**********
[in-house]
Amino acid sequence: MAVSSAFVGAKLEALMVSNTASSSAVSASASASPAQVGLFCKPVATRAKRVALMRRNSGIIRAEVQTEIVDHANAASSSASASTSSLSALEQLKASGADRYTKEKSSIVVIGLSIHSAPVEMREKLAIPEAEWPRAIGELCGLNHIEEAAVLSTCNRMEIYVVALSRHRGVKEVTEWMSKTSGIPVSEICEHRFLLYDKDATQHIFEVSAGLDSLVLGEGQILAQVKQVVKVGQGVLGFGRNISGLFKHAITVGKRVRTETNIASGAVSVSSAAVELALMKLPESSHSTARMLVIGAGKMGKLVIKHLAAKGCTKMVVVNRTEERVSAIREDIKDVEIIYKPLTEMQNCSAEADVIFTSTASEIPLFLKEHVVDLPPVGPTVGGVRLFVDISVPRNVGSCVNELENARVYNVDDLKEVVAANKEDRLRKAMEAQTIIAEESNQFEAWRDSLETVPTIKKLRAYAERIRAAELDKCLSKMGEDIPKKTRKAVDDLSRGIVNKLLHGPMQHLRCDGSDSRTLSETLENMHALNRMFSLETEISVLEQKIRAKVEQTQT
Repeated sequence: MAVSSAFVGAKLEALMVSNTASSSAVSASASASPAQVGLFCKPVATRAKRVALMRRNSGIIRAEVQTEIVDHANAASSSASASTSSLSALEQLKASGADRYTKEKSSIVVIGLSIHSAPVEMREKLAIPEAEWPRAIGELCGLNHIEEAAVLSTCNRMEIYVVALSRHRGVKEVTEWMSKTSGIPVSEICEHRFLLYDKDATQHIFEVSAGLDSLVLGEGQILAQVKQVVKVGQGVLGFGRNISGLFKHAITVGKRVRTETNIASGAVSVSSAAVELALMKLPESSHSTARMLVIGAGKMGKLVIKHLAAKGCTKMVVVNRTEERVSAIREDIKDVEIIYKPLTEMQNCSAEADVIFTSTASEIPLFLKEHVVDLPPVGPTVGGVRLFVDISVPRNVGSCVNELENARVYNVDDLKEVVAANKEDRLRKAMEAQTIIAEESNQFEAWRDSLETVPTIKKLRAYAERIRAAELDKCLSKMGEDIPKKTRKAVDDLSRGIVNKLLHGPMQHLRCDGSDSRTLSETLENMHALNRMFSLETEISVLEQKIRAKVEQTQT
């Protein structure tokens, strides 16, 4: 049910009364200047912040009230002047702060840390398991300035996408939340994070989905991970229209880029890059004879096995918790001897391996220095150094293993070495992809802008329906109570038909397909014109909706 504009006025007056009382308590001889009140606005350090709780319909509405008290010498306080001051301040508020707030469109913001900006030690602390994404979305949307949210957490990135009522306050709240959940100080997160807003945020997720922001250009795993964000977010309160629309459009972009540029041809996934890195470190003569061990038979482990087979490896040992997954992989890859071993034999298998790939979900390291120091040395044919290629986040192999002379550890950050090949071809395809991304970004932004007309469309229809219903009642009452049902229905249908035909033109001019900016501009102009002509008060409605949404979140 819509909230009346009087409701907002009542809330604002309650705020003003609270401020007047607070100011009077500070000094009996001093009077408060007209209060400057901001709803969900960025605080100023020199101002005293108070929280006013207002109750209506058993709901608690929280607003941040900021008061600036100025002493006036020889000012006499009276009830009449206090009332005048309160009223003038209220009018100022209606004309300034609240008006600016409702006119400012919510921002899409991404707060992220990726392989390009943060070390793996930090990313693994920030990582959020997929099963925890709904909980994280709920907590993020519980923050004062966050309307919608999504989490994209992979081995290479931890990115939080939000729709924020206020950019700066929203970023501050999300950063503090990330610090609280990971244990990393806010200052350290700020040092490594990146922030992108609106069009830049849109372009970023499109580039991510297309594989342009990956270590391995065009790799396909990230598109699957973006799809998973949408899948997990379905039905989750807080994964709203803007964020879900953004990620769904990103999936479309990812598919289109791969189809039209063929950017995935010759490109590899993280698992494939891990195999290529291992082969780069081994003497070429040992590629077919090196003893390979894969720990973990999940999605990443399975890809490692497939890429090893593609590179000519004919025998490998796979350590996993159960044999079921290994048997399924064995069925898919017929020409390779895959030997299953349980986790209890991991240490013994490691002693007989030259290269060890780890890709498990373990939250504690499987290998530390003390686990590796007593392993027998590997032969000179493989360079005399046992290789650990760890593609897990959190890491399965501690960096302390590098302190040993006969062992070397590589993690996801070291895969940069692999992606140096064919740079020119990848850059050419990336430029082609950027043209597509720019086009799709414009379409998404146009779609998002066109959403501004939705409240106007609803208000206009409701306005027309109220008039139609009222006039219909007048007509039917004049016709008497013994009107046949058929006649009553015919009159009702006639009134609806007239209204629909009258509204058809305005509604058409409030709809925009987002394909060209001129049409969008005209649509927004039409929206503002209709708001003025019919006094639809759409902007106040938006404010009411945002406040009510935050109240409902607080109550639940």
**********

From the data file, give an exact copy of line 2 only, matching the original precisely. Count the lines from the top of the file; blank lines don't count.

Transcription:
Amino acid sequence: MAVSSAFVGAKLEALMVSNTASSSAVSASASASPAQVGLFCKPVATRAKRVALMRRNSGIIRAEVQTEIVDHANAASSSASASTSSLSALEQLKASGADRYTKEKSSIVVIGLSIHSAPVEMREKLAIPEAEWPRAIGELCGLNHIEEAAVLSTCNRMEIYVVALSRHRGVKEVTEWMSKTSGIPVSEICEHRFLLYDKDATQHIFEVSAGLDSLVLGEGQILAQVKQVVKVGQGVLGFGRNISGLFKHAITVGKRVRTETNIASGAVSVSSAAVELALMKLPESSHSTARMLVIGAGKMGKLVIKHLAAKGCTKMVVVNRTEERVSAIREDIKDVEIIYKPLTEMQNCSAEADVIFTSTASEIPLFLKEHVVDLPPVGPTVGGVRLFVDISVPRNVGSCVNELENARVYNVDDLKEVVAANKEDRLRKAMEAQTIIAEESNQFEAWRDSLETVPTIKKLRAYAERIRAAELDKCLSKMGEDIPKKTRKAVDDLSRGIVNKLLHGPMQHLRCDGSDSRTLSETLENMHALNRMFSLETEISVLEQKIRAKVEQTQT